After all, Ukraine has important ties with the geographical expansion of the Russian state. The Ukrainian manpower was an important asset to the Russian state and the role of the Ukrainians in the expansion of the Russian state was similar to the role of the Scots in the expansion of the British Empire. Ukraine’s annexation by Russia in 1654 effectively accelerated Russia’s transformation into an ’empire’ and a ‘great power’, and Russia’s ability to survive as a ‘superpower’ was shattered by Ukraine’s secession from the Soviet Union in 1991. In this case, various reasons were responsible). That is why Russia has always considered Ukraine as an integral part of its sphere of influence.

In this context, Russia generally intends to maintain close ties with Ukraine and, if possible, to include Ukraine in the Russian-led regional alliances. Moreover, part of the Russians is willing to reunite Ukraine, or at least eastern Ukraine, with the Russian state. But the other part of the Russians is reluctant to include the economically troubled Ukraine in the Russian state because they think that Ukraine will become an ‘economic burden’ for Russia.

On the other hand, from the Ukrainian point of view, Ukraine’s relations with Russia are extremely complex and multifaceted. Independent Ukraine has always been divided on what Ukraine’s relations with Russia should be. Some Ukrainians want to maintain close ties with Russia in terms of their close historical, cultural, ethnic, religious, economic, and psychological ties with Russia and Russia.

On the other hand, another section of the Ukrainians (especially those with whom Russia and the Russians have weak historical, cultural, ethnic, and religious ties) want to maintain distance with Russia and integrate with the rest of Europe. Moreover, there is a group of Ukrainians in this section who are not only pro-Western, but also fiercely anti-Russian, and they hate Russia and everything associated with Russia.

It should be noted that the majority of Ukrainians want to maintain Ukraine as an independent state, and public opinion in this regard is almost the same in West and East Ukraine. But public opinion in eastern Ukraine favored maintaining good relations with Russia and staying away from the US-led military alliance, NATO. On the other hand, public opinion in western Ukraine is keen to build good relations with the Western world and to include Ukraine in NATO and the European Union.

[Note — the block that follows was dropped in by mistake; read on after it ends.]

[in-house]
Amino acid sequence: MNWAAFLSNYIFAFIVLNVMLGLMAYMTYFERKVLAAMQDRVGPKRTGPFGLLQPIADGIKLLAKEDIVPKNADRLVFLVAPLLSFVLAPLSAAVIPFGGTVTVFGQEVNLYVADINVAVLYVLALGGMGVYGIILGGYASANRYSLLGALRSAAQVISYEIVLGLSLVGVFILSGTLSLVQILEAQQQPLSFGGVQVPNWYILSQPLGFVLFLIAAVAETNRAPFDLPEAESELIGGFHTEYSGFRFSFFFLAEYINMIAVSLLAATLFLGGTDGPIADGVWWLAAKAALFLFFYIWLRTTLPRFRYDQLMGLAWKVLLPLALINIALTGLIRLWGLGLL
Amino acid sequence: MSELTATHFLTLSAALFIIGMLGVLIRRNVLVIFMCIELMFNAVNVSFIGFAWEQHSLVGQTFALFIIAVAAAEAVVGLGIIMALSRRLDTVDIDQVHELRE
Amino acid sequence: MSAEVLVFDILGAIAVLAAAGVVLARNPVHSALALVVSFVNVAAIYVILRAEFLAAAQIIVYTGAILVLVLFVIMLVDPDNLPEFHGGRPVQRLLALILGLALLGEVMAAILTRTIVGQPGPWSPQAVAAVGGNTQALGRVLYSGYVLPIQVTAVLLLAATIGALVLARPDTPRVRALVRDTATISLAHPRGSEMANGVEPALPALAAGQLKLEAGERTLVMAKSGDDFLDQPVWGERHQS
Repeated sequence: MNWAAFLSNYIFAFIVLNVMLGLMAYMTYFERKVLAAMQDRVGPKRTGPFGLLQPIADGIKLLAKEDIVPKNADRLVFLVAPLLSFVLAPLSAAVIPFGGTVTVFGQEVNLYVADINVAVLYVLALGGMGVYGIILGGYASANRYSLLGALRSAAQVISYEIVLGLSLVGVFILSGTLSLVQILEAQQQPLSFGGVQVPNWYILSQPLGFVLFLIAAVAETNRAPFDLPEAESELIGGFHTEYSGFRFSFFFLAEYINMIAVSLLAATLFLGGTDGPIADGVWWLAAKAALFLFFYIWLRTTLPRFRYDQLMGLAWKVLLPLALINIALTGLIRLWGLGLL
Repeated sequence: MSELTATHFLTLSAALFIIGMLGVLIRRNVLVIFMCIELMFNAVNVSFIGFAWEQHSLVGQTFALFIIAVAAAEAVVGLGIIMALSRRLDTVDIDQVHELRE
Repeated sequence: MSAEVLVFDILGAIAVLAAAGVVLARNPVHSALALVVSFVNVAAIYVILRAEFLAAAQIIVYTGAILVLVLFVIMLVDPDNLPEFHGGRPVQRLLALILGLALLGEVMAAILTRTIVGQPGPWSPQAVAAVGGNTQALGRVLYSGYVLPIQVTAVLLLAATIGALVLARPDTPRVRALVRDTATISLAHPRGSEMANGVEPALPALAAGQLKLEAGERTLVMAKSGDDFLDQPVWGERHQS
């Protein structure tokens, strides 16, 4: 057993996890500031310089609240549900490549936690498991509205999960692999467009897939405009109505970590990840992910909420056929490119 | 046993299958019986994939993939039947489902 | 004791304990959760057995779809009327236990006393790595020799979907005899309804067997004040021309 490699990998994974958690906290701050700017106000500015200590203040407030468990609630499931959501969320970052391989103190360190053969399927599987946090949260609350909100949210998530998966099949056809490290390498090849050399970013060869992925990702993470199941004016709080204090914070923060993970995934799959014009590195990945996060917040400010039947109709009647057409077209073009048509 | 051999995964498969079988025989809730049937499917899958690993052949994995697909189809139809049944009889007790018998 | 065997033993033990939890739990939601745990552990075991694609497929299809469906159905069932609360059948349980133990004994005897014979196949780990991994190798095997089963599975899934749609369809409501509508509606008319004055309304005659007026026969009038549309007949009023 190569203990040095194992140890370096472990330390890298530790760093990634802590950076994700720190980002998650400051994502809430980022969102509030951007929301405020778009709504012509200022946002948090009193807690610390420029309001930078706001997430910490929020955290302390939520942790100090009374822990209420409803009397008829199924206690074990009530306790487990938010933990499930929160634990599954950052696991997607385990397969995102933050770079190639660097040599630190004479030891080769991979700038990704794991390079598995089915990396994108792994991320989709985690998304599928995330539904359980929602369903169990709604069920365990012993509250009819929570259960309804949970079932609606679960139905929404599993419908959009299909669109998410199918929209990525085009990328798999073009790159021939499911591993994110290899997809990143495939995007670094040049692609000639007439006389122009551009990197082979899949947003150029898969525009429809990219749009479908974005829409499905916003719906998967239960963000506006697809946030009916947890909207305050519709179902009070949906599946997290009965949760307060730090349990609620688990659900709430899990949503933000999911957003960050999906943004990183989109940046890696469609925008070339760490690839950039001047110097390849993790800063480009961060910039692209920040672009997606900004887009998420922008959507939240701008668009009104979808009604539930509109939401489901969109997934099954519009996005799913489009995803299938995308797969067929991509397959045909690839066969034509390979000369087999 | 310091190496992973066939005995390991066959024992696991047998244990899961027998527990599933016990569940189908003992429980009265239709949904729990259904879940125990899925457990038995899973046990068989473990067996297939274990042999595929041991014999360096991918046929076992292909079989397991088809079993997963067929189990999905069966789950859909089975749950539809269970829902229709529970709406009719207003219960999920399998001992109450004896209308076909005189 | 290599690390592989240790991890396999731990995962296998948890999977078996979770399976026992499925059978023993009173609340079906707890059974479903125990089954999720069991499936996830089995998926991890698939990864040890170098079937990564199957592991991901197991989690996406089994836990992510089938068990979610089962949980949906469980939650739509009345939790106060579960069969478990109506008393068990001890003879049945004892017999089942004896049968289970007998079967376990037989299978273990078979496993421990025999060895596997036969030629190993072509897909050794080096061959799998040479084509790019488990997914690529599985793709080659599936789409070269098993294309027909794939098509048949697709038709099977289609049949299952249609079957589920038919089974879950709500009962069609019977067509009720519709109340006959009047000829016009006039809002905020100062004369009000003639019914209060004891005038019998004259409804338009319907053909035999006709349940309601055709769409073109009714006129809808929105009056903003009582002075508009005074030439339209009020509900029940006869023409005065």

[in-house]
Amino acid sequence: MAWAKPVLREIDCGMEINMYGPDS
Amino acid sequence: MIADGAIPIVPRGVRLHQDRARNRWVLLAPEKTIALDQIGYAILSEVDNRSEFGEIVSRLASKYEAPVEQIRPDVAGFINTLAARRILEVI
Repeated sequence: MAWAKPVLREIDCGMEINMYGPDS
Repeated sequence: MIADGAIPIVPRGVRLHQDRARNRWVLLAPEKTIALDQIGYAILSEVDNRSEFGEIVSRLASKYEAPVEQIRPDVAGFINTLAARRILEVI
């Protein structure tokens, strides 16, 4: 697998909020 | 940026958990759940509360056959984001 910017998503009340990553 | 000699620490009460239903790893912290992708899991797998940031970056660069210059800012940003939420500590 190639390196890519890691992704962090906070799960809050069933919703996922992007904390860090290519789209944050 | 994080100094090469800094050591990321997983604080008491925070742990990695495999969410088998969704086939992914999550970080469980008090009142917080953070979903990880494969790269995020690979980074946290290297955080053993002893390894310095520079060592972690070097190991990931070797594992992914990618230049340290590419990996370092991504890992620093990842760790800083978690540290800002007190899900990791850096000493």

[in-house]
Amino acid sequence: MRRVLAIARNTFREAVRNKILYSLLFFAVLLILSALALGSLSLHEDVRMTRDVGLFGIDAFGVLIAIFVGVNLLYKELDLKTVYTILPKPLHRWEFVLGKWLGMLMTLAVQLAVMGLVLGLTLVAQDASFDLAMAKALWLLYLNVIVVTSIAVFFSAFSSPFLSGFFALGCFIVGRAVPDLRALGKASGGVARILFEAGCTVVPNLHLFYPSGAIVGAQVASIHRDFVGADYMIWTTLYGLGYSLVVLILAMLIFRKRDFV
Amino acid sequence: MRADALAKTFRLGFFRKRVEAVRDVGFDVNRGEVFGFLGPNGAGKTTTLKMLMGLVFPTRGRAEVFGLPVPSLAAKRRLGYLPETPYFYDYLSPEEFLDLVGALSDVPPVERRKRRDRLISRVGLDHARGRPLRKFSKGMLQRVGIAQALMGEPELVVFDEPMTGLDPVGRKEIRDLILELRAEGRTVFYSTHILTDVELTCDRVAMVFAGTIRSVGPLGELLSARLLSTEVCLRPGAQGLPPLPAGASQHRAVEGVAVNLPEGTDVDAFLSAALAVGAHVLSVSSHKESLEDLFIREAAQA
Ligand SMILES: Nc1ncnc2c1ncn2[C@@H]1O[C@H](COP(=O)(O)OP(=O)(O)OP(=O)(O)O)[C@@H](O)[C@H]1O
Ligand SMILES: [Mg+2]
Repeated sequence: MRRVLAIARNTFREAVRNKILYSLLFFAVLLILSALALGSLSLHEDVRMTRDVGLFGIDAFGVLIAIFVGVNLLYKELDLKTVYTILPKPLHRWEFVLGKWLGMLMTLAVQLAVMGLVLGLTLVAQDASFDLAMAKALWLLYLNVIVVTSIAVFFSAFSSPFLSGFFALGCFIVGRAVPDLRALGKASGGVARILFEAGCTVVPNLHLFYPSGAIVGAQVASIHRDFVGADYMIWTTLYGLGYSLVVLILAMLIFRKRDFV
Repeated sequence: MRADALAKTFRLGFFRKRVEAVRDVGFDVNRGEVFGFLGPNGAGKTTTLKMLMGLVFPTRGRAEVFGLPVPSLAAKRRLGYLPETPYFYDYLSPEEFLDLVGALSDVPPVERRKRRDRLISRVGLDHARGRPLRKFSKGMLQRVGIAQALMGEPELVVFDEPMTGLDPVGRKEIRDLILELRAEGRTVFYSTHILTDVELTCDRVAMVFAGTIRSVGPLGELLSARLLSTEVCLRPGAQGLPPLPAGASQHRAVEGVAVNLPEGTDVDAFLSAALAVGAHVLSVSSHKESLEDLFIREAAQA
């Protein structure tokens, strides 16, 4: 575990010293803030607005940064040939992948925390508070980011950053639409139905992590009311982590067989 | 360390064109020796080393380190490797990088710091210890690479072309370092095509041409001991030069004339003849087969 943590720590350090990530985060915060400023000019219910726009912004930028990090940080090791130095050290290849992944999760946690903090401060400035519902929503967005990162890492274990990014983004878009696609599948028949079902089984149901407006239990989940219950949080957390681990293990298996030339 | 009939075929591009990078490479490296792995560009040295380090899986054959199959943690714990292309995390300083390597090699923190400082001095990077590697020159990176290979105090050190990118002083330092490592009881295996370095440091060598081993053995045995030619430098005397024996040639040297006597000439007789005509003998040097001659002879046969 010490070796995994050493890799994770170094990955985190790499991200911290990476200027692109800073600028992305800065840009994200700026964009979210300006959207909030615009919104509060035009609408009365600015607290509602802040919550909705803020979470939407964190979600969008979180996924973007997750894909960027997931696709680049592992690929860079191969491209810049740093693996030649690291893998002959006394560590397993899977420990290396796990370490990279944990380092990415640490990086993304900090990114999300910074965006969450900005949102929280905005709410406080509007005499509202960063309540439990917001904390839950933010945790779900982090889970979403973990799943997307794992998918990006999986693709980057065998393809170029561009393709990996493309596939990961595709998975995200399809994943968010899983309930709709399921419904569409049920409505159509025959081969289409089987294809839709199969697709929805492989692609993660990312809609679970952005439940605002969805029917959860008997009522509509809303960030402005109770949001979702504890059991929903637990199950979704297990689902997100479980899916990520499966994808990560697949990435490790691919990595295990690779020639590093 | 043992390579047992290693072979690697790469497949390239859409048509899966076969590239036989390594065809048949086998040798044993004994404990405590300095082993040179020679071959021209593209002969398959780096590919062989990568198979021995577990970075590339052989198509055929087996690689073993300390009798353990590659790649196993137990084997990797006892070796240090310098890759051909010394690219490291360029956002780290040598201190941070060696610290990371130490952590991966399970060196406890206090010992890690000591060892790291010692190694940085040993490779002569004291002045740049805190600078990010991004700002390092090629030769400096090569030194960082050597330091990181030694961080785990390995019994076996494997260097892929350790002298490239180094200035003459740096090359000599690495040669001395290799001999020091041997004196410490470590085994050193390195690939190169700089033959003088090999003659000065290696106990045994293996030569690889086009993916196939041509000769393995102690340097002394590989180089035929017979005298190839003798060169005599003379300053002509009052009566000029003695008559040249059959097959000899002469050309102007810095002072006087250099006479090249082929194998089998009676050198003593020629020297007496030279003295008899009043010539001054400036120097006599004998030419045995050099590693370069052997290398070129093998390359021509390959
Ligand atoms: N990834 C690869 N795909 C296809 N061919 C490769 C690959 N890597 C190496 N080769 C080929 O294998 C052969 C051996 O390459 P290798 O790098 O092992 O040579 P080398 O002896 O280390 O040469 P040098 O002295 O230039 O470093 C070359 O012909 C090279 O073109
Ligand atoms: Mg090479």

The West has always been a third party in Russian-Ukrainian relations. In fact, dialectical relations have existed between Russia and the Western world since the thirteenth century, and although the two sides cooperated with each other from time to time, their relations were generally hostile. In this situation, the eternal goal of the Western world is to weaken Russia as much as possible and destroy the Russian state if possible.

The difference between the present situation and the past situation is that in the past Western nations (Poland-Lithuania and Sweden in the sixteenth, seventeenth and eighteenth centuries, France and Britain in the nineteenth century, Germany, Japan, Britain, France, and the United States directly in the first half of the twentieth century) Were interested, and now they are interested in dividing Russia into a number of smaller states so that they can dominate and seize the vast resources of Central Eurasia.

Therefore, from a Western (mainly US) point of view, isolating Ukraine from Russia would make it easier to keep Russia weak. Russia’s five western border states (Norway, Estonia, Latvia, Lithuania, and Poland) have already joined NATO, and if Ukraine does, NATO will have a NATO presence across the lion’s share of Russia’s western border.

In that case, NATO would be able to deploy its strategic heavy weapons on Russia’s doorstep and keep Russia under constant pressure. Moreover, NATO’s presence along Russia’s western border means that the Soviet Union’s sphere of influence in Eastern and Central Europe (and the United States after the collapse of the Soviet Union), Russia will never regain, and US dominance in Europe will be assured. That is, the Western world has taken Brezhnevsky’s views seriously.

Russia And Ukraine In The Early 21st Century

Since the collapse of the Soviet Union in 1991, Russia, the United States-led Western world, and Ukraine have been guided by the above-mentioned perspectives on Russian-Ukrainian relations. However, with the change of government in Russia and Ukraine, there has been a qualitative change in Russian-Ukrainian relations. The 1990s saw the emergence of a series of complex problems between Russia and Ukraine.

But on the one hand, Russian President Boris Yeltsin’s (1991–1999) largely pro-Western and almost chaotic foreign policy, and on the other hand, due to the comparatively cautious nature of the inter-ministerial approach followed by the first two Ukrainian presidents Leonid Kravchuk (1991–1994) and Leonid Kuchma (1994–2005). There was no serious conflict between the two states.